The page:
Battle over the Serengeti

By Boyd Norton

I’ve been traveling to, and photographing, the Serengeti ecosystem every year for 27 years. In all that time I’ve seen some variations in the life cycles here, particularly among the grazing animals – the wildebeests, zebras, gazelles and others. Some years there has been severe drought and many animals died. It’s likely that these variations have taken place because of climate change. The rain patterns that used to be so regular and predictable are not so regular. With more than two million animals dependent on fresh grasses and water brought by those rains, changes in weather patterns can have severe consequences. And then another threat emerged.

Ngorongoro Crater, TZ

In May of 2010 I was in the Loliondo Game Controlled Area adjoining Serengeti National Park. I learned from local people that the government planned to build a major commercial highway through Loliondo that would slice across the northern part of Serengeti National Park like a knife wound. Both Loliondo and northern Serengeti National Park are a vital part of the migration route for the 2 million animals. Because these herds follow the rains, anything that might interfere with or cut off their migration could have disastrous impact on their survival. Coupled with severe fluctuations in rainfall brought about by climate change, the greatest animal migration on earth could end. Millions of animals would die.

Serengeti National Park, TZ

When I returned home in June 2010 I contacted some colleagues and we started a Facebook page STOP THE SERENGETI HIGHWAY. Currently we have nearly 44,000 followers on the page from all over the world. That’s what Serengeti means to people internationally. In December 2010 another colleague and I started a non-profit tax deductible organization Serengeti Watch for the express purpose of building a strong grass roots support in Tanzania for preserving the Serengeti ecosystem for future generations. Our intent is to train and involve local people in the use of media – writers, videographers and filmmakers, photographers and artists. In this way Tanzanians can inform and inspire other Tanzanians about the importance of Serengeti and help to build a sense of pride in conserving such places. We also plan to fund programs that would help local people get involved in ecotourism and provide a measure of economic sustainability that will also build strong support for preserving Serengeti. It will take time. And in the meantime we continue to build a loud international voice to help persuade the Tanzanian government to halt plans for this highway and to support our proposed southern route which would bypass the whole Serengeti ecosystem.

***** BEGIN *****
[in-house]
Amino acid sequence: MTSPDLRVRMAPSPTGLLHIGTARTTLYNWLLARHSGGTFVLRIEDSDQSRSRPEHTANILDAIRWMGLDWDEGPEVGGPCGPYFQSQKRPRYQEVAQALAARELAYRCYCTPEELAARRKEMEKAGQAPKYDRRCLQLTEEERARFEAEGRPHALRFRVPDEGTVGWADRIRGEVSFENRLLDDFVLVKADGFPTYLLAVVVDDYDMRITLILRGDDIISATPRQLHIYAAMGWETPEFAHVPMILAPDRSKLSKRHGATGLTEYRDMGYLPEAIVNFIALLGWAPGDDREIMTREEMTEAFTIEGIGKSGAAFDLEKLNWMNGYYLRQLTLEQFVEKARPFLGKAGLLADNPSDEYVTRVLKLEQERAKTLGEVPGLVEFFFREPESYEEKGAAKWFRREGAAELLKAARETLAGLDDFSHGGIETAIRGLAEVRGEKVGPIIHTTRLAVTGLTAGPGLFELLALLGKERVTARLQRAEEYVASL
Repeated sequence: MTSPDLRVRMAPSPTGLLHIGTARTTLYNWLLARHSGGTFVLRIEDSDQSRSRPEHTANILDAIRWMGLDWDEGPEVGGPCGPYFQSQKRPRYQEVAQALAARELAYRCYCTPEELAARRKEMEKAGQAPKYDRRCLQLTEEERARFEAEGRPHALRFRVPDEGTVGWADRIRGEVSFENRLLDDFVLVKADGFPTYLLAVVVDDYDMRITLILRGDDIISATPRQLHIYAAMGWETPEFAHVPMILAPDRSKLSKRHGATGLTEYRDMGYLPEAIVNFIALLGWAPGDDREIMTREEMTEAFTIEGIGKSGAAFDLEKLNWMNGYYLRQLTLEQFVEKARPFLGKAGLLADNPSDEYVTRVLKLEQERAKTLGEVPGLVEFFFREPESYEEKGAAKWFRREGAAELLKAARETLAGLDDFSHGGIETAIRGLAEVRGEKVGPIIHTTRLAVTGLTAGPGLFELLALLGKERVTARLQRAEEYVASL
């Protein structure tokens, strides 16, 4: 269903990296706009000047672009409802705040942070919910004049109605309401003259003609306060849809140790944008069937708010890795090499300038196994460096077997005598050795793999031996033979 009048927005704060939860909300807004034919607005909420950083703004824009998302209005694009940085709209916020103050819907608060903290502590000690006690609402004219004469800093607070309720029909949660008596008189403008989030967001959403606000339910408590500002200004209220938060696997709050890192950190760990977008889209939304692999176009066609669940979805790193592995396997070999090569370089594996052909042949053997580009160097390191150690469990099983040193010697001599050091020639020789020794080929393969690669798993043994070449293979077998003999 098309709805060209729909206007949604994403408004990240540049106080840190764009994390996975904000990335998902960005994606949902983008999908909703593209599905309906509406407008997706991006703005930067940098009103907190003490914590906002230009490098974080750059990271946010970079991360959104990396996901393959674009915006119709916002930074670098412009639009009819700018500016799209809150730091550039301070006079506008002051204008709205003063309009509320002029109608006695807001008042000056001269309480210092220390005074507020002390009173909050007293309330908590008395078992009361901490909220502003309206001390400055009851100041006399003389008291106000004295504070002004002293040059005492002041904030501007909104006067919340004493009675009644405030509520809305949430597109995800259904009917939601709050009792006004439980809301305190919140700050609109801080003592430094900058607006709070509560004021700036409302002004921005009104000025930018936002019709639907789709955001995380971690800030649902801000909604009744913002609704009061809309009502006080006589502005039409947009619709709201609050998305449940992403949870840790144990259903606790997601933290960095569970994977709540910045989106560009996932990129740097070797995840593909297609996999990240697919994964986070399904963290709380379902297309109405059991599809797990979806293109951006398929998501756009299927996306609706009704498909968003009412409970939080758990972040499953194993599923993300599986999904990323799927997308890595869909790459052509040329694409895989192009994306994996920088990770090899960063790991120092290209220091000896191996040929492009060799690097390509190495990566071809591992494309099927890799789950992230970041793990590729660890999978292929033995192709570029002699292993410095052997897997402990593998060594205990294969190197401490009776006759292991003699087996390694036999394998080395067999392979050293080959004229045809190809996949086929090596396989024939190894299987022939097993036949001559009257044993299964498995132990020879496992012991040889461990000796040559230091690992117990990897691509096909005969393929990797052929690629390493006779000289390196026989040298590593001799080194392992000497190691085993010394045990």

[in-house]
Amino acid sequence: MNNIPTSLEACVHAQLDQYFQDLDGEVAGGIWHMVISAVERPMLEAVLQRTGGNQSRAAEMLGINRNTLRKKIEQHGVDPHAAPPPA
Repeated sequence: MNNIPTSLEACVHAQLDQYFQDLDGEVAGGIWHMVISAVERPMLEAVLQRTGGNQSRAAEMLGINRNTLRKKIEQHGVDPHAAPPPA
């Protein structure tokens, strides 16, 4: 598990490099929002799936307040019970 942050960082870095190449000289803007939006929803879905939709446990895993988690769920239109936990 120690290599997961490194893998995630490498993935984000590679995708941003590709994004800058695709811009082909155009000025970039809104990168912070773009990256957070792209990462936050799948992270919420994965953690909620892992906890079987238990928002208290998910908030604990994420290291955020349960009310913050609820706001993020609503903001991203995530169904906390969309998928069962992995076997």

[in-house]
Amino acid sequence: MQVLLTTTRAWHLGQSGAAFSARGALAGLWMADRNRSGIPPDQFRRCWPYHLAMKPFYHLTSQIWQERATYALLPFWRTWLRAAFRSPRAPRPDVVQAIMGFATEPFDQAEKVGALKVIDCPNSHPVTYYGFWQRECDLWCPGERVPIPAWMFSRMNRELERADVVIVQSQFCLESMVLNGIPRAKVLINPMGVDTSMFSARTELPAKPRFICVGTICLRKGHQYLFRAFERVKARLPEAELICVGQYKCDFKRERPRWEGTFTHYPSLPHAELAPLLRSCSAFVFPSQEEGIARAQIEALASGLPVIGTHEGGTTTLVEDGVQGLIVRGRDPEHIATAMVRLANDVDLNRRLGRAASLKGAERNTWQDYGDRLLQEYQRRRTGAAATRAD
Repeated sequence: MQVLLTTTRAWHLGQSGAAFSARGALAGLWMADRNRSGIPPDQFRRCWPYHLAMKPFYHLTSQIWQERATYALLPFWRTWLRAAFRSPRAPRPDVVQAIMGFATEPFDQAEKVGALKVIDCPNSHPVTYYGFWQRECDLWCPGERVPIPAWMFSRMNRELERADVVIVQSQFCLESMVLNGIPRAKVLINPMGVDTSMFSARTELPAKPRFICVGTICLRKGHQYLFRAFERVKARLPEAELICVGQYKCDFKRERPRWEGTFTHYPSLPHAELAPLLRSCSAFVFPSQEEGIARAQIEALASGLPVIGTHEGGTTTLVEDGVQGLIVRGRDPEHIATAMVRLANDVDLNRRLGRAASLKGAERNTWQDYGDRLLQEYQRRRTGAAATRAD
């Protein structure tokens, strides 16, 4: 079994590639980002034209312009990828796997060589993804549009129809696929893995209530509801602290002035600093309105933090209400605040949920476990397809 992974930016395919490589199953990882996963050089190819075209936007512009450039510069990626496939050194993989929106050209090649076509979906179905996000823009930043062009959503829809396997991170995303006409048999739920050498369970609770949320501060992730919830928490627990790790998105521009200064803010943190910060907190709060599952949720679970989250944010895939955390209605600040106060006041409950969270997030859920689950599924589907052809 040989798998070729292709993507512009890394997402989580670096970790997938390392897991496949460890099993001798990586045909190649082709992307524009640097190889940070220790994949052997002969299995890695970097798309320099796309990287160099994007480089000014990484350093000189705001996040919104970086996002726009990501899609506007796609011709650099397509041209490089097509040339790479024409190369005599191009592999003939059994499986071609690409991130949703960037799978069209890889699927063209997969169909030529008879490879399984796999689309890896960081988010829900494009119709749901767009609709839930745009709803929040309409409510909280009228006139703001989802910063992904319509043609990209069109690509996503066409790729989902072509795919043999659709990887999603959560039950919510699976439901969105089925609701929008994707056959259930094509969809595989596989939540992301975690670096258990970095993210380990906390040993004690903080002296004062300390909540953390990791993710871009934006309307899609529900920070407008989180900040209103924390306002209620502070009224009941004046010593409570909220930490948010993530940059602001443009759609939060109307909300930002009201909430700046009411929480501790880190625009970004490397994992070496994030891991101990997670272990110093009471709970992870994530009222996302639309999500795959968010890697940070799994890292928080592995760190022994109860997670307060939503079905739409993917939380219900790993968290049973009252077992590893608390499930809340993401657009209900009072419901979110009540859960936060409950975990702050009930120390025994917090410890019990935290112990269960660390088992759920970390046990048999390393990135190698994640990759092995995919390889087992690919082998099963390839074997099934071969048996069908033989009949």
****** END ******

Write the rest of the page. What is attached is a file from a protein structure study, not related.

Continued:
Coming in October: Serengeti: The Eternal Beginning by Boyd Norton.

About Boyd Norton

Meet Boyd Norton at the 2nd Annual Telluride Mountain Photography Festival September 26 – October 2, 2011.

In the 1960s Boyd Norton was a young nuclear physicist studying nuclear reactor safety at the Atomic Energy Commission’s National Reactor Testing Station in Idaho. His work was cutting edge and exciting (he once blew up a reactor deliberately), but he had a different plan and a passion – saving the world’s remaining wilderness – with his camera and pen.

The views expressed in this guest blog post are those of the International League of Conservation Photographers and not necessarily those of the National Geographic Society. Readers are welcome to exchange ideas or comments, but National Geographic reserves the right to edit or delete abusive or objectionable content.


Meet the Author
The mission of the International League of Conservation Photographers (iLCP) is to further environmental and cultural conservation through photography. iLCP is a Fellowship of more than 100 photographers from all around the globe. As a project based organization, iLCP coordinates Conservation Photography Expeditions to get world-renowned photographers in the field teamed with scientists, writers, videographers and conservation groups to gather visual assets that are used to create conservation communications campaigns to foment conservation successes. iLCP is a 501 (c) (3) organization. Support our work at this link.